Welcome to the R package MHCtools

MHCtools contains fifteen tools for bioinformatics processing and analysis of major histocompatibility complex (MHC) data. The functions are tailored for amplicon sequencing data sets that have been filtered using the dada2 method (Callahan et al. 2016; for more information visit, but even other data sets can be analyzed. Each of the functions are described below. For usage examples, please inspect the help pages for each function.

Evolutionary and functional differences between sequences

The DistCalc() function is a useful tool for calculating distances from pairwise sequence comparisons. It offers calculation of Grantham distances (Grantham 1974), Sandberg distances (Sandberg et al. 1998), or simple p-distances (i.e., proportion of variable codons) in pairwise comparisons of aligned sequences. When calculating Sandberg distances, the function additionally outputs five tables with physico-chemical z-descriptor values (Sandberg et al. 1998) for each amino acid position in all sequences in the data set. These tables may be useful for further downstream analyses, such as estimation of MHC supertypes.

The DistCalc() function takes a fasta file or a dada2-style sequence occurrence table (with aligned sequences as column names and samples in rows) as input and produces a matrix with pairwise distances for all sequences in the data set. If a dada2-style sequence occurrence table is provided as input, the DistCalc() function furthermore produces a table with the mean distances from all pairwise comparisons of the sequences in each sample in the data set.

The DistCalc() function includes an option for the user to specify which codons to compare, which is useful e.g. if conducting the analysis only on codons that are involved in specific functions, such as the peptide-binding of an MHC molecule. It also includes an option to calculate amino acid distances directly from protein-coding DNA sequences using the standard genetic code.

MHC supertype inference

In MHC data analysis, it is often desirable to group alleles by their physico-chemical properties, as MHC receptors with similar properties share the repertoire of peptides they can bind. From a functional immunological perspective, alleles with similar properties may therefore be regarded as belonging to the same supertypes, which in many cases can be exploited to simplify statistical analyses by reducing the number of independent variables and increase statistical power (i.e., as relatively more samples will share supertypes compared to alleles). Inference of MHC supertypes has traditionally been carried out by k-means clustering analysis on a set of z-descriptors of the physico-chemical properties of the amino acid sequences (Sandberg et al. 1998), and the DistCalc() function described above offers to produce such descriptors from amino acid sequences. However, the inference of relevant clusters of MHC alleles is not always straightforward, since MHC data sets might not always produce clear inflection points (e.g. the elbow in an elbow plot).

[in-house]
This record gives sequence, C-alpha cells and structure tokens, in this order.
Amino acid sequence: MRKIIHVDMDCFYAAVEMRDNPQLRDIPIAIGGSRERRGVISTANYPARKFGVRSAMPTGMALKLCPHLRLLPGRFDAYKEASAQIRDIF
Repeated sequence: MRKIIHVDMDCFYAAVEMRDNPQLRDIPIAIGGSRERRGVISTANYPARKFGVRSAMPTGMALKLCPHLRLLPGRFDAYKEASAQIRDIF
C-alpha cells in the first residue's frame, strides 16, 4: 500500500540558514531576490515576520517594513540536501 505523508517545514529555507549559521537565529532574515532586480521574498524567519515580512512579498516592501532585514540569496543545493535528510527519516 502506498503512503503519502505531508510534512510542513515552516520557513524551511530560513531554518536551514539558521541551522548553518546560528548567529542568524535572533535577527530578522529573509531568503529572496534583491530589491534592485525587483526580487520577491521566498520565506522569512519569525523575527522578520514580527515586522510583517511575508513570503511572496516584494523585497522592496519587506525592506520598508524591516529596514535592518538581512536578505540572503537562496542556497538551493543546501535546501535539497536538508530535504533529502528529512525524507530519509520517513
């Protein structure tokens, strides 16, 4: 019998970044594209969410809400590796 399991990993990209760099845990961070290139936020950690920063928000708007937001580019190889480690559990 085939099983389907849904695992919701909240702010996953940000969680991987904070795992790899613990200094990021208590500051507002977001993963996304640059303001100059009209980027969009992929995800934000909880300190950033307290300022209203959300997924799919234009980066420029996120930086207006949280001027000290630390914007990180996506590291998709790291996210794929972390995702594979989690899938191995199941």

As a solution to this problem, the BootKmeans() function offers bootstrapping of k-means clustering analysis for greatly improved confidence in the estimated clusters - i.e., the MHC supertypes. BootKmeans() is a wrapper for the kmeans() function of the stats package and performs multiple runs of kmeans() while estimating optimal k-values based on a set threshold for the step-wise reduction in BIC. The method may be seen as an automated and bootstrapped version of visually inspecting elbow plots of BIC- vs. k-values.

To evaluate which in a set of bootstrapped k-means models is most accurate and/or informative, the ClusterMatch() function offers a tool for evaluating whether different k-means clustering models identify similar clusters, and summarize bootstrap model stats as means for different estimated values of k. ClusterMatch() is designed to take files produced by the BootKmeans() function as input, but other data can be analysed if the descriptions of the required data formats are observed carefully.

MHC haplotype inference

The HpltFind() function is designed to automatically infer MHC haplotypes from the genotypes of parents and offspring in families in non-model species, where MHC sequence variants cannot be identified as belonging to individual loci. Knowing the haplotypes in such species can be a valuable source of information for several reasons, e.g.:

The HpltFind() function outputs a set of R lists containing for each family the putative haplotypes, the names of sequences that could not be resolved with certainty in each parent, the names of the sequences that were incongruent in the genotypes of the family, and the mean proportion of incongruent sequences (which is a measure of the haplotype inference success and largely influenced by the exactness of the genotyping experiment).

To evaluate the output, the GetHpltTable() function will use the output files to produce a table with the mean proportion of incongruent sequences for each family. If the mean proportion of incongruent sequences is generally low, but certain families have many incongruent sequences, biological reasons may be causing the mismatches, e.g. extra-pair fertilizations or recombination events. The GetHpltStats() function will use the output files to calculate the mean of the mean proportion of incongruent sequences across all families in the data set.